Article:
Copyright Threatens Use of Standard and Seminal Medical Tests

When the New England Journal of Medicine is worried about the anti-intellectual use of copyright, we all ought to take notice.

In a December 29, 2011 article entitled “Copyright and Open Access at the Bedside“, NEJM authors John C. Newman, M.D., Ph.D., and Robin Feldman, J.D. detail the copyright regime ringed around the seminal Mini–Mental State Examination (MMSE) and the aggressive enforcment of that copyright against open source competitors such as the Sweet 16 — a 16-item assessment of thinking, learning, and memory developed by Harvard’s Tamara Fong.

The authors argue for a copyleft approach to medicine:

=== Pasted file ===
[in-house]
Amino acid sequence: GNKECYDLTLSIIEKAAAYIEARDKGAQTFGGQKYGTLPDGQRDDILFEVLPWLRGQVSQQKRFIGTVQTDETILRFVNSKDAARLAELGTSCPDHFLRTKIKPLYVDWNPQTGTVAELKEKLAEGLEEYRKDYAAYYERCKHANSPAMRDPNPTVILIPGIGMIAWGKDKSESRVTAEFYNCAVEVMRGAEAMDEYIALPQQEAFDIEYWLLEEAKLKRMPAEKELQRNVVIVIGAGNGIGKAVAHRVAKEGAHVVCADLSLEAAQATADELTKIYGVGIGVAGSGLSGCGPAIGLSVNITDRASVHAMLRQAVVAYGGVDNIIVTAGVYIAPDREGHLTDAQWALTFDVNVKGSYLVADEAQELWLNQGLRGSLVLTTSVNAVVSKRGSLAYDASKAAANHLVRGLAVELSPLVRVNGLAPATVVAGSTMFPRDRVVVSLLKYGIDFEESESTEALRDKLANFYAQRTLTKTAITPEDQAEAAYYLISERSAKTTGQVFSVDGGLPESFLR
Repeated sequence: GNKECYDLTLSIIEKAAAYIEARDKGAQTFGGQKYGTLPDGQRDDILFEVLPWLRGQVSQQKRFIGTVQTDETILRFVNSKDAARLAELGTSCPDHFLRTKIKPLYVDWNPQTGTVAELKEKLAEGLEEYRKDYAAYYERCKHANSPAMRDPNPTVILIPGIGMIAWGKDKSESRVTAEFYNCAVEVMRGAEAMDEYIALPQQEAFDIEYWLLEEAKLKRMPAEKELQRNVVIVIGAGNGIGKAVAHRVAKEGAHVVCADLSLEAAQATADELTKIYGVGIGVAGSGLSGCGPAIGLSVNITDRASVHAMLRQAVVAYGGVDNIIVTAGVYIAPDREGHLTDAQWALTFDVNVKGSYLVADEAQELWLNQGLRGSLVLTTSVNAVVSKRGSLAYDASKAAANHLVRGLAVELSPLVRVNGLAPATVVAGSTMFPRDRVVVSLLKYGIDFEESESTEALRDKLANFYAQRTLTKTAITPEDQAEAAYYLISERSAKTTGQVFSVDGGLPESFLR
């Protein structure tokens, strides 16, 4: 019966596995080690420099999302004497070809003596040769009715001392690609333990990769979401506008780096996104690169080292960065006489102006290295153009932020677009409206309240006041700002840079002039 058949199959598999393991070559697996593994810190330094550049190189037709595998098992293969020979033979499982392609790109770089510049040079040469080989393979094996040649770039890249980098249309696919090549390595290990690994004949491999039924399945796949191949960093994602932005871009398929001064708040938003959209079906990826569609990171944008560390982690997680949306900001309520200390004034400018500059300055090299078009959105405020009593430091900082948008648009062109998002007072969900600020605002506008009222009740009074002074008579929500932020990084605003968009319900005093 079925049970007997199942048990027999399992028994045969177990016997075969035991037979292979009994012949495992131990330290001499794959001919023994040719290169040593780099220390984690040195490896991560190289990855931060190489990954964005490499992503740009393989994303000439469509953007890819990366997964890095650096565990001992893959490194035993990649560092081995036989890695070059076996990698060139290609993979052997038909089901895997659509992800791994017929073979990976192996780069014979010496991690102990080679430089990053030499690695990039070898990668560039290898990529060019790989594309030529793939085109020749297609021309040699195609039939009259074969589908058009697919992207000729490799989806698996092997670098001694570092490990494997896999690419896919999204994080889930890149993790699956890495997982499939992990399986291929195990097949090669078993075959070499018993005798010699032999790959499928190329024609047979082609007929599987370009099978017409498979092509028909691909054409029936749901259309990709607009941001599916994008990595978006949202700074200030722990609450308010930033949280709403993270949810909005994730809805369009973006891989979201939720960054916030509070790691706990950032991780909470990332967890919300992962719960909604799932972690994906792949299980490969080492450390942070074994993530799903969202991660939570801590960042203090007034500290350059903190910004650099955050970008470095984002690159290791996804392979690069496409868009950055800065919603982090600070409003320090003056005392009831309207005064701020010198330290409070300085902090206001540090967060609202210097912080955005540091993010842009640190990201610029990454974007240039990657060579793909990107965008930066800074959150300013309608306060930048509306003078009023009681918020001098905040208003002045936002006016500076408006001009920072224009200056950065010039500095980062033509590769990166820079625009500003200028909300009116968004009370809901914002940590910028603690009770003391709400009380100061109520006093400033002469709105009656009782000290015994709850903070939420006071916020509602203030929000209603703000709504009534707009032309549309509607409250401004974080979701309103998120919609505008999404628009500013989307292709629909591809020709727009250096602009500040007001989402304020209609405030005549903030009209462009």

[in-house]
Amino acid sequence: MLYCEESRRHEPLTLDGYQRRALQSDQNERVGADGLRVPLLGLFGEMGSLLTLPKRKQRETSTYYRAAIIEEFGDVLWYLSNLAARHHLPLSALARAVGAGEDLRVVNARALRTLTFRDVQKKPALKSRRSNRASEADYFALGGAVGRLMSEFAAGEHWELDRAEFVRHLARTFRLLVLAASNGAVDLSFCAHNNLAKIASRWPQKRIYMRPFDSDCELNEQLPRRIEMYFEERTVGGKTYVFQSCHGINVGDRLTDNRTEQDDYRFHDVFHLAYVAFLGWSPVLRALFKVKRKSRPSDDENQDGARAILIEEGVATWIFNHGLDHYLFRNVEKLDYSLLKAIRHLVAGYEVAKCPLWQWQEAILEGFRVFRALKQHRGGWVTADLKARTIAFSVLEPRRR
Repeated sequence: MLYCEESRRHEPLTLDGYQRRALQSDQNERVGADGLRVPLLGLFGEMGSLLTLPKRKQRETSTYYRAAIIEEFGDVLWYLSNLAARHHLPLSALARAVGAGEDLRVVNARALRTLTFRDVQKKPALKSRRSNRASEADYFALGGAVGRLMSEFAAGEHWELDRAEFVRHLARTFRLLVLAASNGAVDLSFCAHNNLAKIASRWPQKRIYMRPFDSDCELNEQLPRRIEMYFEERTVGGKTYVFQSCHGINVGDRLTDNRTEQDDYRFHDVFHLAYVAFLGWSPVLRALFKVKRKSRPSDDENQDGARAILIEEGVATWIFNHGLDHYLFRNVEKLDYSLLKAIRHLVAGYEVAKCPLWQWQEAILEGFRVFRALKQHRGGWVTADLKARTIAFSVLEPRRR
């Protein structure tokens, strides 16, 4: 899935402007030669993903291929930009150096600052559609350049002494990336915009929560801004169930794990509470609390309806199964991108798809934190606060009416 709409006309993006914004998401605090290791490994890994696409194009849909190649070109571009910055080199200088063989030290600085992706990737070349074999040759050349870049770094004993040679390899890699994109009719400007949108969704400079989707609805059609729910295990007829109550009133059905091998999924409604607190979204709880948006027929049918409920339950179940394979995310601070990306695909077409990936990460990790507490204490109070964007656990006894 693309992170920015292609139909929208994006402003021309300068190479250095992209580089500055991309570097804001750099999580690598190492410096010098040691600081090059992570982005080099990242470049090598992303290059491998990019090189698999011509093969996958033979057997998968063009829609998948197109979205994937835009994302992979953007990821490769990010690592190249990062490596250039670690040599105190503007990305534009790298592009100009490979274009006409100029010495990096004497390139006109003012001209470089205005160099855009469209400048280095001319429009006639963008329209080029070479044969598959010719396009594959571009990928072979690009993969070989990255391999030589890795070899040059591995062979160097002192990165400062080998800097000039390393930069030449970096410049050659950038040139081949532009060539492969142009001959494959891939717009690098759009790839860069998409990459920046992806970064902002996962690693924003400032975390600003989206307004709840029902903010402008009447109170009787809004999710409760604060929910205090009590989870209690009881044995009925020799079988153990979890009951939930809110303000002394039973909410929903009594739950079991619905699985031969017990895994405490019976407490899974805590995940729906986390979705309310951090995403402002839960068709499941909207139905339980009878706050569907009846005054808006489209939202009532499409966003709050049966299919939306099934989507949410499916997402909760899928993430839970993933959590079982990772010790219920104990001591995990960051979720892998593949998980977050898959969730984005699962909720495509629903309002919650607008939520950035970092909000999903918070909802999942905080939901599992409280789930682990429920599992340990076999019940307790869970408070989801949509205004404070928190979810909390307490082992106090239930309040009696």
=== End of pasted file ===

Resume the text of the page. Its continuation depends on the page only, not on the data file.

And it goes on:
“A better solution is to apply the principle of “copyleft” from the open-source technology movement to encourage innovation and access while protecting authors’ rights. Copyleft is intellectual jujitsu that uses copyright protection to guarantee the right of anyone to use, modify, copy, and distribute a work, as long as it and any derivatives remain under the same license. The author retains the right to offer the work under a different license simultaneously — for example, giving a company specific license to commercialize the work without copyleft protections. Popular copyleft licenses include the Creative Commons Attribution-ShareAlike license and the GNU Free Documentation License.”